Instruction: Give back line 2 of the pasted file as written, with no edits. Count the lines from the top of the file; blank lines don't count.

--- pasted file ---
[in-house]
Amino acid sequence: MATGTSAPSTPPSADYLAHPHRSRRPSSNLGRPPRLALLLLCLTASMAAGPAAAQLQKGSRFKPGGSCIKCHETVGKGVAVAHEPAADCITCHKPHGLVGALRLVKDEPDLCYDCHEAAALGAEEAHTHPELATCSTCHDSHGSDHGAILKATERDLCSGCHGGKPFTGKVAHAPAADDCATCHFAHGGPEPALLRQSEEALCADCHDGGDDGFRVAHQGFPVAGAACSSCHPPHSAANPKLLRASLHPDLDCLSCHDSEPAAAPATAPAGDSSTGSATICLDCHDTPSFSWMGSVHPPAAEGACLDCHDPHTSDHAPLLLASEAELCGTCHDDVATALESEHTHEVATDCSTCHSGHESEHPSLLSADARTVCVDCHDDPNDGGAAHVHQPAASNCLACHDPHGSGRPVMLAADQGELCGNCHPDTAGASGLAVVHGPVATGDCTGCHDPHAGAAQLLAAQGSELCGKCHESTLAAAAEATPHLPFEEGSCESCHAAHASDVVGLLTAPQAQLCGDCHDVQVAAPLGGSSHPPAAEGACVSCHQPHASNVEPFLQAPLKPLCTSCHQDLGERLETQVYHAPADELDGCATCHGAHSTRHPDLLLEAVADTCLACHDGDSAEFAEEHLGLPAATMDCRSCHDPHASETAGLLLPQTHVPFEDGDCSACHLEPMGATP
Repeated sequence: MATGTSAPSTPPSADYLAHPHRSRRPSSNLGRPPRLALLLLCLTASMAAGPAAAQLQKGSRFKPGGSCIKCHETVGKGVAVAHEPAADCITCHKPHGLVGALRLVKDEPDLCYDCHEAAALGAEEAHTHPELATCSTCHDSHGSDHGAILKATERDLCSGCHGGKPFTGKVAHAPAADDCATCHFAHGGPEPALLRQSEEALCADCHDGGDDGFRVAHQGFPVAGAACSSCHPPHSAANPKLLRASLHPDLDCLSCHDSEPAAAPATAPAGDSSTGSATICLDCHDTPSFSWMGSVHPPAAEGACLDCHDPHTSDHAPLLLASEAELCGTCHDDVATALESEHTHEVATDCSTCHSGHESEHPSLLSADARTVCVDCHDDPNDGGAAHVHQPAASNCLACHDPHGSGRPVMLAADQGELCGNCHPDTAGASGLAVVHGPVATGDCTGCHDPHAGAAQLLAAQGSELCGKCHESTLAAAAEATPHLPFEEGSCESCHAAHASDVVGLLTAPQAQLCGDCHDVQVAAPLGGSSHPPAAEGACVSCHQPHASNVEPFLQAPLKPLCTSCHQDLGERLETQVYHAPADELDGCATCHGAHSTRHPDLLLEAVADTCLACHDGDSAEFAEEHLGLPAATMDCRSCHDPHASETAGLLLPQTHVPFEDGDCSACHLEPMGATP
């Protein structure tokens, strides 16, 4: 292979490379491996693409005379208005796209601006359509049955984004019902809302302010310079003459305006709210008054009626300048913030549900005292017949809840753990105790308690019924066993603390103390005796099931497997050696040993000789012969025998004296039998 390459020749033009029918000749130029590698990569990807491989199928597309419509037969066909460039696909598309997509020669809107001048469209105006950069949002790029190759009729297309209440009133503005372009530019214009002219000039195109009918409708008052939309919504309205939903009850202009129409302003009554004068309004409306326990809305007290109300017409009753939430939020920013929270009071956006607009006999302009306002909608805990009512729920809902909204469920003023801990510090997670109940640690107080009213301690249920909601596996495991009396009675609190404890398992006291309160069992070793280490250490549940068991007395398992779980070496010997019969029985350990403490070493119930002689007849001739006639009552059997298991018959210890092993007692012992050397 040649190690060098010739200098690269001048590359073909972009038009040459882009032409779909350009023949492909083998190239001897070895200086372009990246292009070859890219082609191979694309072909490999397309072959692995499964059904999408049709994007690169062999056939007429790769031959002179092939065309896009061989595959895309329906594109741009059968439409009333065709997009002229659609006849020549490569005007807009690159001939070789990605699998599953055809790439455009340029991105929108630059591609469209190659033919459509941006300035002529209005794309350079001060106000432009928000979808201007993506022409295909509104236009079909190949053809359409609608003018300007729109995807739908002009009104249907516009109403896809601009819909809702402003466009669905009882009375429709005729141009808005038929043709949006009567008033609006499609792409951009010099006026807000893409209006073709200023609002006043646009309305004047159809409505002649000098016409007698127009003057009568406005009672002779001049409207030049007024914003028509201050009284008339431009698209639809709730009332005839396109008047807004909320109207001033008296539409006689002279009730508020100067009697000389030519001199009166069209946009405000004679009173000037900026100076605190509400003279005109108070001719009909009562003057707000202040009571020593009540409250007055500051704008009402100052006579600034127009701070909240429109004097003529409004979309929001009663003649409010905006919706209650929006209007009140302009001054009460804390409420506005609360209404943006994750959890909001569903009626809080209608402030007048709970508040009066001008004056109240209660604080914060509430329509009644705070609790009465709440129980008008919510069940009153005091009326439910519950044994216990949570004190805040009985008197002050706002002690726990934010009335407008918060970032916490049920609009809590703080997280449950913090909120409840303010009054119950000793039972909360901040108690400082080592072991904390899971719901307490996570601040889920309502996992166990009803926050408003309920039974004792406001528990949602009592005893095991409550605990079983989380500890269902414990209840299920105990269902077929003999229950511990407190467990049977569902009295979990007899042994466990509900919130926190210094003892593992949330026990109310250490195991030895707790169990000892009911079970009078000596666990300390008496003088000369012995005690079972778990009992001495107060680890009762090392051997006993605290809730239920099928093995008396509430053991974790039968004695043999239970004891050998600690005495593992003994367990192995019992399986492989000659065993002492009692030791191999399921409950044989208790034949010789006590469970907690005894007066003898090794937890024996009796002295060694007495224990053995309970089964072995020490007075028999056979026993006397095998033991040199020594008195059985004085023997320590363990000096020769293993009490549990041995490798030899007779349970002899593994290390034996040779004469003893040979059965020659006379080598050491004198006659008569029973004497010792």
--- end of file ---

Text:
Amino acid sequence: MATGTSAPSTPPSADYLAHPHRSRRPSSNLGRPPRLALLLLCLTASMAAGPAAAQLQKGSRFKPGGSCIKCHETVGKGVAVAHEPAADCITCHKPHGLVGALRLVKDEPDLCYDCHEAAALGAEEAHTHPELATCSTCHDSHGSDHGAILKATERDLCSGCHGGKPFTGKVAHAPAADDCATCHFAHGGPEPALLRQSEEALCADCHDGGDDGFRVAHQGFPVAGAACSSCHPPHSAANPKLLRASLHPDLDCLSCHDSEPAAAPATAPAGDSSTGSATICLDCHDTPSFSWMGSVHPPAAEGACLDCHDPHTSDHAPLLLASEAELCGTCHDDVATALESEHTHEVATDCSTCHSGHESEHPSLLSADARTVCVDCHDDPNDGGAAHVHQPAASNCLACHDPHGSGRPVMLAADQGELCGNCHPDTAGASGLAVVHGPVATGDCTGCHDPHAGAAQLLAAQGSELCGKCHESTLAAAAEATPHLPFEEGSCESCHAAHASDVVGLLTAPQAQLCGDCHDVQVAAPLGGSSHPPAAEGACVSCHQPHASNVEPFLQAPLKPLCTSCHQDLGERLETQVYHAPADELDGCATCHGAHSTRHPDLLLEAVADTCLACHDGDSAEFAEEHLGLPAATMDCRSCHDPHASETAGLLLPQTHVPFEDGDCSACHLEPMGATP